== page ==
CLOS­EST FIN­ISH EVER

Records bro­ken and his­tory made at the 30th an­nual Cabot Trail Re­lay Race

Cape Breton Post - - Front Page - BY NIKKI SUL­LI­VAN ni­cole­j­sul­li­van@icloud.com

It was another suc­cess­ful year for the an­nual Cabot Trail Re­lay Race.

It was the 30th year for the Cabot Trail Re­lay Race and pos­si­bly the clos­est fin­ish of the last leg of the race in its his­tory.

Only five sec­onds sep­a­rated the first two run­ners to cross the fin­ish line.

James Mur­phy from the Like Fine Wine Bet­ter With Age, UNB Cross Coun­try Alumni team, pushed through first with a time of 1:05.52. On his heels was Nick Cro­ker from Toronto’s Black Lung team, with a time of 1:05.57.

Pain and agony were on the faces of both run­ners as they fell to their knees im­me­di­ately after cross­ing the fin­ish line. How­ever, once they caught their breath, their ex­cite­ment and hap­pi­ness were ev­i­dent.

“It feels pretty good,” said Mur­phy. “I didn’t know where I was, I was aching, dy­ing a lit­tle. The hills were the hard­est. I didn’t study the map be­fore so I didn’t know what was com­ing”

Cro­ker, whose all-male team came sec­ond over­all, ad­mits he did push his body to the limit.

“I did throw up a bit, so I feel a bit sick, but it feels so good at the end. It makes the beer taste bet­ter,” he said.

“The fi­nal 100 me­tres is so amaz­ing. Amaz­ing to have the sup­port of the whole town.”

Cro­ker was re­fer­ring to the peo­ple who line up to cheer on the run­ners as they fin­ish. Chalk draw­ings and words of en­cour­age­ment cov­ered the road while close to 100 peo­ple from other teams and the vil­lage of Baddeck lined the sides, scream­ing and clap­ping for each run­ner who passed them on the home stretch.

“Com­ing through there was the best thing that’s ever hap­pened to me in run­ning,” James Forsey of Syd­ney said. “That was just amaz­ing.”

Dave Parkin­son, chair of the com­mit­tee that or­ga­nizes the Cabot Trail Re­lay Race, said the en­ergy cre­ated by peo­ple wait­ing to greet the run­ners is leg­endary among peo­ple who par­tic­i­pate in the event.

“It’s in­fec­tious — the whole town is into it,” he said. “It’s a pretty cool thing to be a part of.”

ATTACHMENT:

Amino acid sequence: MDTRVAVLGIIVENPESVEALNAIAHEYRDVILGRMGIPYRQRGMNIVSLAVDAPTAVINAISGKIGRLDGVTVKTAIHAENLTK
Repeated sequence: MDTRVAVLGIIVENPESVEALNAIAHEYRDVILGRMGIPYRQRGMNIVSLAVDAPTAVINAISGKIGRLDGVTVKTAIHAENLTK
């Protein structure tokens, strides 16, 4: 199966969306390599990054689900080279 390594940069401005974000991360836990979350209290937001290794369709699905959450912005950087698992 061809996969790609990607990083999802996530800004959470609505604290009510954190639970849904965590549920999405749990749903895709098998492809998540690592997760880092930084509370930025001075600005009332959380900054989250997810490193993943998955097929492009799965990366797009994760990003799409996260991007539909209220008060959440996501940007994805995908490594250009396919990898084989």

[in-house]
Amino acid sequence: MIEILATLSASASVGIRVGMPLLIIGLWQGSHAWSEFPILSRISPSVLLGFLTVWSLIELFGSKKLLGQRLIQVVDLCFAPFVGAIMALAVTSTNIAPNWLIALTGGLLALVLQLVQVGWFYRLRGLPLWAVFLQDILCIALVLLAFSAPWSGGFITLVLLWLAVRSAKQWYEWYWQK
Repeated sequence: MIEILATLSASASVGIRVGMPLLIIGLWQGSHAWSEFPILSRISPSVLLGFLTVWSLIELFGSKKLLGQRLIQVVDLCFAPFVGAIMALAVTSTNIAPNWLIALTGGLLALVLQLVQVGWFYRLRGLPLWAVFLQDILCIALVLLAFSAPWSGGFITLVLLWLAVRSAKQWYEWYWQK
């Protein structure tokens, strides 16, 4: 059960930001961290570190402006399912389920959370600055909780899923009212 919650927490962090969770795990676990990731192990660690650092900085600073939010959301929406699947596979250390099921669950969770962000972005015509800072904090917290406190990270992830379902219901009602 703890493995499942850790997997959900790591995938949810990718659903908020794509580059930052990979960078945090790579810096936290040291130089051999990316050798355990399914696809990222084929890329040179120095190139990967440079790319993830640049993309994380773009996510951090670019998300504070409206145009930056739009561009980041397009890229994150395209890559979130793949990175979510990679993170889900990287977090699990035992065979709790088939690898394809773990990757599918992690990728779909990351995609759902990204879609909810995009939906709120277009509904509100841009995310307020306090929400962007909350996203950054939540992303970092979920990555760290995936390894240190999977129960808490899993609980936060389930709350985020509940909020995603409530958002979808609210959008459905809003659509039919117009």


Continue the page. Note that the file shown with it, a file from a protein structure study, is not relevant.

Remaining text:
Teams come from all over to par­tic­i­pate in this event, not just the Mar­itimes. Many are from On­tario, a few are from the U.S. and this year they had a cou­ple of run­ners from Aus­tralia.

“There was a team this year, called I Thought You Said Rum, who have two run­ners on there from Aus­tralia. They’re here on a work term,” said Parkin­son. “They called this race their dream race. I don’t know where else you hear that. It feels good to hear that.”

Parkin­son said even though it is a mile­stone year for the event, for the or­ga­niz­ers it’s just another year. The big achieve­ment for them is get­ting ev­ery­one through it, from the run­ners, to the vol­un­teers and the or­ga­niz­ers.

“The weather was ter­ri­ble this year. But ev­ery­one made it. They made it through the dark and the fog and the cold. That’s fan­tas­tic. That’s what it’s all about,” he said.

Two records were bro­ken this year. The first was for leg 11, which goes from the top of French Moun­tain in the High­lands and ends near Trout Brook Camp­ground, just past the Cheti­camp vis­i­tor cen­tre. Set in 1999, the orig­i­nal record was 47:54 and Erik McCarthy from the MaineIacs ran it in 43:48.

“It’s quite re­mark­able to drop four min­utes from that leg,” Parkin­son said.

The other record bro­ken was for leg 16, which starts at the Lakes Restau­rant in Mar­ga­ree Val­ley and fin­ishes at the churches in Mid­dle River. Another Maine-lacs mem­ber broke that record. It was Dan Vasallo who clocked 48:11 for that leg, more than a minute faster than the record set in 2011.

NIKKI SUL­LI­VAN/CAPE BRE­TON POST

Run­ner James Mur­phy pushes hard to cross the fin­ish line first for this year’s Cabot Trail Re­lay Race. Close be­hind him is Nick Cro­ker from Toronto.

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